To search on a phrase -

Often your query will include a phrase, like a job title. When that happens, enclose those words inside a set of quotation marks like these job titles:

"medical assistant"
"guest services representative"

Without the quotation marks around the words in a phrase, Google will think that you want results with the words scattered anywhere on the pages it finds.

To request pages containing more than one term -

To require Google to find more than one term or phrase on a webpage, add the word AND, in all capitals, in front of each additional term.

So, assume we want to find a job as a medical assistant. To find medical assistant jobs, use this query:

"medical assistant" AND job

Then, Google's search results will include pages that have the phrase "medical assistant" plus the word "job" on them.

If we wanted those medical assistant jobs to be in New York City, we could combine our query terms like this:

"medical assistant" AND job AND "New York City"

To have Google eliminate pages which contain a specific term -

Perhaps our search results contain many part-time jobs, and we're interested only in full-time jobs. So how do we eliminate those part-time jobs? We put a minus in front of the phrase "part-time" like this:

"medical assistant" AND job AND "New York City" -"part-time"

Or, if you want New York City but not the island of Manhattan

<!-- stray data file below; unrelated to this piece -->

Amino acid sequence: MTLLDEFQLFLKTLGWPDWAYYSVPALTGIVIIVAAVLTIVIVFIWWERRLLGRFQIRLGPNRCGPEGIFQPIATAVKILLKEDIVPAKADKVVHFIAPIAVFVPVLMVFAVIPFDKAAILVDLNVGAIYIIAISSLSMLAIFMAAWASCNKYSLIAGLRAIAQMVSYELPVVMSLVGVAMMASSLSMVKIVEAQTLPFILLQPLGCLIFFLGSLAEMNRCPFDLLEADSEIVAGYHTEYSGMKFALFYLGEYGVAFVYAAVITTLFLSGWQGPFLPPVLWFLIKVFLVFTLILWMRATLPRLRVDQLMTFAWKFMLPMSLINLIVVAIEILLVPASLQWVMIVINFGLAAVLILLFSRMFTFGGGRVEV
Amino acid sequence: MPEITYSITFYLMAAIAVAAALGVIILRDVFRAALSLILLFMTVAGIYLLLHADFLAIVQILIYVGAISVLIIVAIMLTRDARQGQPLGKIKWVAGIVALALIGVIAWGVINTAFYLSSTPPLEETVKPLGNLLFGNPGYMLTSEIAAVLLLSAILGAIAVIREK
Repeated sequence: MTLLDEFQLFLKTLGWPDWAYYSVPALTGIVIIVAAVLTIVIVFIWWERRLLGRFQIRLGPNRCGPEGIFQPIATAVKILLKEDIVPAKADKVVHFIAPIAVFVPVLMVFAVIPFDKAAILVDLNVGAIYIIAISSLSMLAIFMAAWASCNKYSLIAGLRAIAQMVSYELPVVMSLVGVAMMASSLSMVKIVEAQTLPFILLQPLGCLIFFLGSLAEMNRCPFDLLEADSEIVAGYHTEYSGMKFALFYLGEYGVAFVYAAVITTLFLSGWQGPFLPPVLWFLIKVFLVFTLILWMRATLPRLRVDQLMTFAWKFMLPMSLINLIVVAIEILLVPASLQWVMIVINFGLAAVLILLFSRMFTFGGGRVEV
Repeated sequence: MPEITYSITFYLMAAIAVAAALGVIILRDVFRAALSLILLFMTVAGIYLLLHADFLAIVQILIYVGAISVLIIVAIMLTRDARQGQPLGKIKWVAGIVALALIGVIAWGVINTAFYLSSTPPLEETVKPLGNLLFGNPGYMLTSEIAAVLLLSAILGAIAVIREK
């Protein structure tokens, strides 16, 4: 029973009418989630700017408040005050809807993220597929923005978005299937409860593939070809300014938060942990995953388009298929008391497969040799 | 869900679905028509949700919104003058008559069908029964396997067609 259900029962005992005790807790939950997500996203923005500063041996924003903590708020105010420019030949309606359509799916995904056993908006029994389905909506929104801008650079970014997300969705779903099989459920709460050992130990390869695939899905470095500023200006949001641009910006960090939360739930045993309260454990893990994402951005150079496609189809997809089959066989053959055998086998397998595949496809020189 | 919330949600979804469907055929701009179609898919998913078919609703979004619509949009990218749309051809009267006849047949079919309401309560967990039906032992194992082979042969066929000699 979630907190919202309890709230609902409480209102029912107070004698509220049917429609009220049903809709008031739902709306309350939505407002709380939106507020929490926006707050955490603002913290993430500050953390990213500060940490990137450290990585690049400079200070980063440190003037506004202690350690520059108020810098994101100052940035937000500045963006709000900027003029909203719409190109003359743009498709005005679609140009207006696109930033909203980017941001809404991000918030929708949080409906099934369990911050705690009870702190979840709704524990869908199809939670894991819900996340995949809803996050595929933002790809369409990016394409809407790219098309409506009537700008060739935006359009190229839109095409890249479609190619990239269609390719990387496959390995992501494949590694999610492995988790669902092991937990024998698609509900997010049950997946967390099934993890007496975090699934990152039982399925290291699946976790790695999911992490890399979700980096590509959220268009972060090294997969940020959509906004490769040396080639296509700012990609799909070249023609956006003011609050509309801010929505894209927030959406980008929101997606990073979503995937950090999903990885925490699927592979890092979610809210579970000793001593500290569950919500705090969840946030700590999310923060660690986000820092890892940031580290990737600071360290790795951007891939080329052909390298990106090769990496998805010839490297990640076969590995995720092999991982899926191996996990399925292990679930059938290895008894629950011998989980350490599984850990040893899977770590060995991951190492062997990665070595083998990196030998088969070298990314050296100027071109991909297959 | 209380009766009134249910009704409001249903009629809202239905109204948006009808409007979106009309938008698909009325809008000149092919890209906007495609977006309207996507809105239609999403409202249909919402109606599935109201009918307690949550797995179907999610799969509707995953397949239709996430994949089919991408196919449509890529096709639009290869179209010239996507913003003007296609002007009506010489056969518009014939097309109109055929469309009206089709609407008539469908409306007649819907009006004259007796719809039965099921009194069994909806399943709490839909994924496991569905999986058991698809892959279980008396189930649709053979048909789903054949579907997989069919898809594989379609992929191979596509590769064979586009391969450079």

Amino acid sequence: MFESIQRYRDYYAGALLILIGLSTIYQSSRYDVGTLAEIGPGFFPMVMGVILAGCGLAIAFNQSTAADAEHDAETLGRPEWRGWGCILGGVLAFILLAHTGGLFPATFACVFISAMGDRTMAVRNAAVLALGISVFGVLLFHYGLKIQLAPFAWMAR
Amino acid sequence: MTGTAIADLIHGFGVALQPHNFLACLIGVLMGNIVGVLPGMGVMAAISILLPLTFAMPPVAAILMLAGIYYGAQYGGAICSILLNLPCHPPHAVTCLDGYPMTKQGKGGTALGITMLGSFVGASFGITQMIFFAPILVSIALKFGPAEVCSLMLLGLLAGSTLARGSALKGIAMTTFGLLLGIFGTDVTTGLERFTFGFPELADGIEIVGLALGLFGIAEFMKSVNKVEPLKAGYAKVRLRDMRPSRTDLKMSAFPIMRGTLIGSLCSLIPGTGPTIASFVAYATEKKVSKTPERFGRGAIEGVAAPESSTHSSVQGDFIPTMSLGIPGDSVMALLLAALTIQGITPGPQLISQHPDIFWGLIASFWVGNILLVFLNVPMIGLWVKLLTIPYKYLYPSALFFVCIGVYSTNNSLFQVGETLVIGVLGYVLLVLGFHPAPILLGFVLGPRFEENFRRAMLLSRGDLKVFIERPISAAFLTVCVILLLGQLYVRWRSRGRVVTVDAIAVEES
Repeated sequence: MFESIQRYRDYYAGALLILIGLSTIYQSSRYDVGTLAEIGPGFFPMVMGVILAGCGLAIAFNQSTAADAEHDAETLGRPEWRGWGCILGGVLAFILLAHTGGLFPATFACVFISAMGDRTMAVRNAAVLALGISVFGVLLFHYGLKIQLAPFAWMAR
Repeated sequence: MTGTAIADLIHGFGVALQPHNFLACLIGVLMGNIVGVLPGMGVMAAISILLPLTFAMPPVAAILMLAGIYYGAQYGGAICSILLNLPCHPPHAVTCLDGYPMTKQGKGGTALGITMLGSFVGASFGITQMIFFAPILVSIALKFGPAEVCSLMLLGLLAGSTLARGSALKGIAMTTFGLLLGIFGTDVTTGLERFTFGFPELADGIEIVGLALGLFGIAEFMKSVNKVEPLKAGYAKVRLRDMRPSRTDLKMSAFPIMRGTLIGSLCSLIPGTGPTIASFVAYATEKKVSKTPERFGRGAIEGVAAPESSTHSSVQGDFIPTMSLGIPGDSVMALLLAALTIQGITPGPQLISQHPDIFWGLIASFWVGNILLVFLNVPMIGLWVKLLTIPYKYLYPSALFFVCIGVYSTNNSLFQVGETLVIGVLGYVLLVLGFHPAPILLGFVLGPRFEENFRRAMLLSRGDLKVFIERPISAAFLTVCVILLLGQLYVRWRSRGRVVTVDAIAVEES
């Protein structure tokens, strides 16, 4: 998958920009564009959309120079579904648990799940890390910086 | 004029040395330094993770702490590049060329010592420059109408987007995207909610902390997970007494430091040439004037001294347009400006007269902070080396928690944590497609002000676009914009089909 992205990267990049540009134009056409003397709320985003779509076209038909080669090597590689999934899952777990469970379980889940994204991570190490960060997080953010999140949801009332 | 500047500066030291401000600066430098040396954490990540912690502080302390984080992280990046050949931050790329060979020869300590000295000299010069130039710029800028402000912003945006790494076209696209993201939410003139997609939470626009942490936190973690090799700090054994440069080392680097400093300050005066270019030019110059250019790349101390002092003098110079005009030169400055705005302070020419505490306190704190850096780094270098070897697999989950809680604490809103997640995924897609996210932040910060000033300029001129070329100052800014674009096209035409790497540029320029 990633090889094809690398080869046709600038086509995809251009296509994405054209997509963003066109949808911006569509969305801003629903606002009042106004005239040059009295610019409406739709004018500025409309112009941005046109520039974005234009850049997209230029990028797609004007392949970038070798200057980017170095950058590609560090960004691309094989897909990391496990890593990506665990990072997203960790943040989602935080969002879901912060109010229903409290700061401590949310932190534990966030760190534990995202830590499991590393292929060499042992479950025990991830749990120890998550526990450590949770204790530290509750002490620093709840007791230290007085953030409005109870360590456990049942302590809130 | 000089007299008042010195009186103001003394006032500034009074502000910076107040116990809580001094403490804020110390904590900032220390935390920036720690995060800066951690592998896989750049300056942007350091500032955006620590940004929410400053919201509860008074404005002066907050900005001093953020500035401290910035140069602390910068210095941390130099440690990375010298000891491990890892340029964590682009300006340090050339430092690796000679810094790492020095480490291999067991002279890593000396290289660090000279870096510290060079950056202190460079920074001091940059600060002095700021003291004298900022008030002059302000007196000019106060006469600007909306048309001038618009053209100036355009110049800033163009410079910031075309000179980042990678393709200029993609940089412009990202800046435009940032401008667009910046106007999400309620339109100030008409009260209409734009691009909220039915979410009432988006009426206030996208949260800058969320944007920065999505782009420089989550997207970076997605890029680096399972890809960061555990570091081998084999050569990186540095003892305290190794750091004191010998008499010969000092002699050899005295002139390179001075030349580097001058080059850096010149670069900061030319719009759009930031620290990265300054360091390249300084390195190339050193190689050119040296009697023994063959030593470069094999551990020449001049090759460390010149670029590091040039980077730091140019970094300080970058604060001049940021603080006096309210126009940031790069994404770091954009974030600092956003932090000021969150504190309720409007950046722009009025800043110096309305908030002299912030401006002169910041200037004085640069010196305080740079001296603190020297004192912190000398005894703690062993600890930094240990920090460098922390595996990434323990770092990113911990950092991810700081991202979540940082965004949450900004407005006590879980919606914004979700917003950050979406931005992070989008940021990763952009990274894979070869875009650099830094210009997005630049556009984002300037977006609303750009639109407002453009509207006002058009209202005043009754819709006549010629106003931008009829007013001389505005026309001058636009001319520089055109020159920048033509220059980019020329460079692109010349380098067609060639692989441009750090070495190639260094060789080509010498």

"medical assistant" AND job AND "New York City" -Manhattan

As usual with Google and punctuation, don't put a space between the minus sign and the term to be excluded.

To have Google choose pages which contain one term or another term -

Sometimes a job title or skill or location can be described using more than one term, and you want to see all the pages that might contain any of those terms. Or perhaps you are considering two different jobs, and you want to see every page that contains one job or the other job.

For example, the job title "medical assistant" may be spelled completely or abbreviated as "medical asst" on a webpage. Or, possibly you are considering jobs as a "medical assistant" and as a "medical coder" which are completely different jobs.

Use Google's "OR" function -- all caps, again -- and clearly show Google which terms you want by putting your "OR" statements inside a set of parenthesis. Your search query would look like this:

("medical assistant" OR "medical asst") AND job AND "New York City
("medical assistant" OR "medical coder") AND job AND "New York City
("medical assistant" OR "medical asst" OR "medical coder") AND job AND "New York City

You can combine several terms, as in the last example above, before Google gets confused.

To have Google help you find target employers -